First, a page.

Have other courts ever addressed this issue and found that the state could not deny lesbian and gay employees the option of securing health insurance for their domestic partners?

Yes. In response to a lawsuit brought by the ACLU, the Alaska Supreme Court ruled that it was unconstitutional for the state to deny its employees access to the same employee benefits that it provides to married couples. The ACLU secured a similar ruling from the Supreme Court of Montana, which ruled that the University of Montana System cannot deny lesbian and gay employees the same option of purchasing health insurance benefits for their domestic partners that straight employees enjoy. An Oregon court has also ruled that the state must provide lesbian and gay employees with domestic partner benefits. The University of Pittsburgh ended an eight-year legal battle over benefits by agreeing to provide domestic partner coverage to its lesbian and gay employees. At the time of announcing the decision to give benefits, the Chancellor noted that the university needed to provide the benefits in order to remain competitive in recruiting top talent.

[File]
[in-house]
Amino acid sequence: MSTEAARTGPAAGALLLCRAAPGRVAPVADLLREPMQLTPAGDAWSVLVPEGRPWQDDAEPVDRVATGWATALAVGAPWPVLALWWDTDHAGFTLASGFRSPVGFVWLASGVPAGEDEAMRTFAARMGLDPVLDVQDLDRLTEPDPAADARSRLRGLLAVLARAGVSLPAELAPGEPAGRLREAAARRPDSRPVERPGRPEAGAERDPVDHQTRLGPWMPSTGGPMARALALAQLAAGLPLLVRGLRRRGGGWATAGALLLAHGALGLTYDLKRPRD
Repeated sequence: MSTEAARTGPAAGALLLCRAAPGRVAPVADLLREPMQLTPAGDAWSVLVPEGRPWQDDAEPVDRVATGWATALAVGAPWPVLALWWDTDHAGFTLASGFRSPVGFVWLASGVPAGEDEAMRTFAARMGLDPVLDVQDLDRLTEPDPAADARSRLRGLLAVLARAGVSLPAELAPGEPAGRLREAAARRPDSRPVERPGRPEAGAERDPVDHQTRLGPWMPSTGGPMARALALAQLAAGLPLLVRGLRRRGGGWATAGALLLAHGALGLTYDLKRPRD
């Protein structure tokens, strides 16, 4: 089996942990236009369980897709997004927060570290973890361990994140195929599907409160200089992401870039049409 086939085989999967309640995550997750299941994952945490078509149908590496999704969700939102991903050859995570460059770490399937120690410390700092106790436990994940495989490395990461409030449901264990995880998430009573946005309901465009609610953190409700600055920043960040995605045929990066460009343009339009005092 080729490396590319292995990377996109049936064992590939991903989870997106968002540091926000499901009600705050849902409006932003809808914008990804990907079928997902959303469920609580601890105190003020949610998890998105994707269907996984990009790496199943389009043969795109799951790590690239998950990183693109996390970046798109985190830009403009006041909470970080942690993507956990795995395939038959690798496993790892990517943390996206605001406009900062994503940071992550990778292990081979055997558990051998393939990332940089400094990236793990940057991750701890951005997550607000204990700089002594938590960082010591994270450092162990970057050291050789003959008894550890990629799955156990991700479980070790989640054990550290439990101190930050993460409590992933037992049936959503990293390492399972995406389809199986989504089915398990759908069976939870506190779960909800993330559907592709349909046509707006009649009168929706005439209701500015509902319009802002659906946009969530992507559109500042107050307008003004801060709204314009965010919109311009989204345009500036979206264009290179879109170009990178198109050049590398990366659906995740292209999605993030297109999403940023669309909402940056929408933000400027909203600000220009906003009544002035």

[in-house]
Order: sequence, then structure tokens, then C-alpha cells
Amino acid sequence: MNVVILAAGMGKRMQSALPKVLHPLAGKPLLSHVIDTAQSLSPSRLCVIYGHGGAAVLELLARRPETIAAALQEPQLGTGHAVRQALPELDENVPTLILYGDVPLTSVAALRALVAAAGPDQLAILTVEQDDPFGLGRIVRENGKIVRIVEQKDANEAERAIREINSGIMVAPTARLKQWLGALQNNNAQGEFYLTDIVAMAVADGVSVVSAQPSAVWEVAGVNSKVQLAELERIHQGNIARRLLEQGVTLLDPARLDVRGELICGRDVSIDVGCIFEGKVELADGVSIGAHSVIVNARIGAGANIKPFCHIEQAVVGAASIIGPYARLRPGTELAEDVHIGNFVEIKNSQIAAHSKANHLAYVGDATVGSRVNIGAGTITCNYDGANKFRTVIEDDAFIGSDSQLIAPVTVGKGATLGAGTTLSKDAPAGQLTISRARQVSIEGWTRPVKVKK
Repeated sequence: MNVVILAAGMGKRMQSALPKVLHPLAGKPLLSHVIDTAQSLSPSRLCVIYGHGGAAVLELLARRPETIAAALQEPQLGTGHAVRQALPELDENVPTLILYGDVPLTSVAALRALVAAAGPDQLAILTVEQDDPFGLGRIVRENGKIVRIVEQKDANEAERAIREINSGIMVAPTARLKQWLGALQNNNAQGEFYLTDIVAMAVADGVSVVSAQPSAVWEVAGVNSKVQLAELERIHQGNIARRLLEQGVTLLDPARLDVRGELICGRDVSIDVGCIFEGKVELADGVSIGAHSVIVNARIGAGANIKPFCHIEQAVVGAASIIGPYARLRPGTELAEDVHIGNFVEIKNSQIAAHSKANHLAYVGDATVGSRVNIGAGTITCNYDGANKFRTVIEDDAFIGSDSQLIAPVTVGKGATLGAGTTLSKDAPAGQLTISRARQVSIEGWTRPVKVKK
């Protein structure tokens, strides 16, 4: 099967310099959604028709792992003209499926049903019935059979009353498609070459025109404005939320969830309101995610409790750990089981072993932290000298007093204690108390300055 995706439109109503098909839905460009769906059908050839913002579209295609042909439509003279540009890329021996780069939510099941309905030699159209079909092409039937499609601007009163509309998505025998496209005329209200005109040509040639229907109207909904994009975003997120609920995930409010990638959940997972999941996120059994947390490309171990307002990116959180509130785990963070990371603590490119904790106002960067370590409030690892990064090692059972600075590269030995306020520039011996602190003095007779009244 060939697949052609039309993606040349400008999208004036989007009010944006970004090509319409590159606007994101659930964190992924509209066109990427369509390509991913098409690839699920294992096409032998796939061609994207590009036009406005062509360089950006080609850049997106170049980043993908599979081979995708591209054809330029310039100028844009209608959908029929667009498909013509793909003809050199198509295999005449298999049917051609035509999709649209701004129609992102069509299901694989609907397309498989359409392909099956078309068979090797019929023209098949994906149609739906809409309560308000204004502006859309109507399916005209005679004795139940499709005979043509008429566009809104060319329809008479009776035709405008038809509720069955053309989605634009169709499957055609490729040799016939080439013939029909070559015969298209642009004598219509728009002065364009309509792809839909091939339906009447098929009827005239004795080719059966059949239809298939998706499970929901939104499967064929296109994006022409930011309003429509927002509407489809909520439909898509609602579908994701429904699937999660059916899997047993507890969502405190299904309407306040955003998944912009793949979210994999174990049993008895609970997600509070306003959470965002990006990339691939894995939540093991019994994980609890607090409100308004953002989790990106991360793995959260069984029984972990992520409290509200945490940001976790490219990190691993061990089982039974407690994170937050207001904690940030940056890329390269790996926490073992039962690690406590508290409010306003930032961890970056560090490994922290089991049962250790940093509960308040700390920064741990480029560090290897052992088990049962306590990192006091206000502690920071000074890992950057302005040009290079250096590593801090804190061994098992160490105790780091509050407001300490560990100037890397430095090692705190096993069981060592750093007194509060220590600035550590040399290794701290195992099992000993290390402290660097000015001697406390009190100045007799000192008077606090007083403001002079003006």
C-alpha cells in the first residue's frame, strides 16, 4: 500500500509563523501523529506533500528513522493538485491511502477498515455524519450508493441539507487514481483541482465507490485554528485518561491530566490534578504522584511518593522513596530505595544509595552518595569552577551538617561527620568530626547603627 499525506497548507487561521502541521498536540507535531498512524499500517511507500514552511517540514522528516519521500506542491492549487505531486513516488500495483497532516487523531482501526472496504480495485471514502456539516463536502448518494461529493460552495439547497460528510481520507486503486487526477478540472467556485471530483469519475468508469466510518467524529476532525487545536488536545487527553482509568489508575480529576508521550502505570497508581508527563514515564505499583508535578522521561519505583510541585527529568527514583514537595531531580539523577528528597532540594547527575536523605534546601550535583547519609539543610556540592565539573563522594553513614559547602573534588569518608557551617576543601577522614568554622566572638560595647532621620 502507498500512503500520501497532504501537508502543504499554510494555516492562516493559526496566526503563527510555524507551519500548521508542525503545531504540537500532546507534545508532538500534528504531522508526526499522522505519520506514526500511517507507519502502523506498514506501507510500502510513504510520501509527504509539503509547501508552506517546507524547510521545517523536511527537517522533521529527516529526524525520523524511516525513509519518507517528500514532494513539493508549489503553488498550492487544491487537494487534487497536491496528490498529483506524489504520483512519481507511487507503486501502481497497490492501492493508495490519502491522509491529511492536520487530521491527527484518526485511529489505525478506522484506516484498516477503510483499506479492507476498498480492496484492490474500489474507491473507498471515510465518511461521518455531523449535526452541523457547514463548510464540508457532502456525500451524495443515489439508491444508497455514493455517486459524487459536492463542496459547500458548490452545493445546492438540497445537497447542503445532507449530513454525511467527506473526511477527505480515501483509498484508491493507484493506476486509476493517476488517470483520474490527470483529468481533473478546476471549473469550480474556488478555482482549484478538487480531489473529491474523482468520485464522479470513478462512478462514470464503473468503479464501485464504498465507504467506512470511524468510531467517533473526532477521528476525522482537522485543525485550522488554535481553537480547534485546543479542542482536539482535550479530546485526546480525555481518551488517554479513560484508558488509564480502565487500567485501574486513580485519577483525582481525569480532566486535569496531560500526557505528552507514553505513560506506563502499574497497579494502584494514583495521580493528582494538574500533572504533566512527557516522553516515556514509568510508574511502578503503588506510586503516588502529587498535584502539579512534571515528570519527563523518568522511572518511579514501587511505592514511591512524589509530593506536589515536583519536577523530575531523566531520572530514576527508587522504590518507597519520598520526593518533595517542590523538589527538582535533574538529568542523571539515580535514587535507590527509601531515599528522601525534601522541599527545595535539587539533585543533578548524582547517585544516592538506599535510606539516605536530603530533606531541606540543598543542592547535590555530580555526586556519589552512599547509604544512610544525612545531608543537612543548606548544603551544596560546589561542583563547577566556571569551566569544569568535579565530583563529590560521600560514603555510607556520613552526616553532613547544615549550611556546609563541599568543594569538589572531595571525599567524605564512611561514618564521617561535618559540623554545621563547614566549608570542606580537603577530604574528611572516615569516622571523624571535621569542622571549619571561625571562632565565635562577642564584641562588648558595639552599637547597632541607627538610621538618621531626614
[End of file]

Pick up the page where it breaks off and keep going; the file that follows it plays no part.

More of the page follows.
Won't this case open the door for same-sex couples to marry in the state?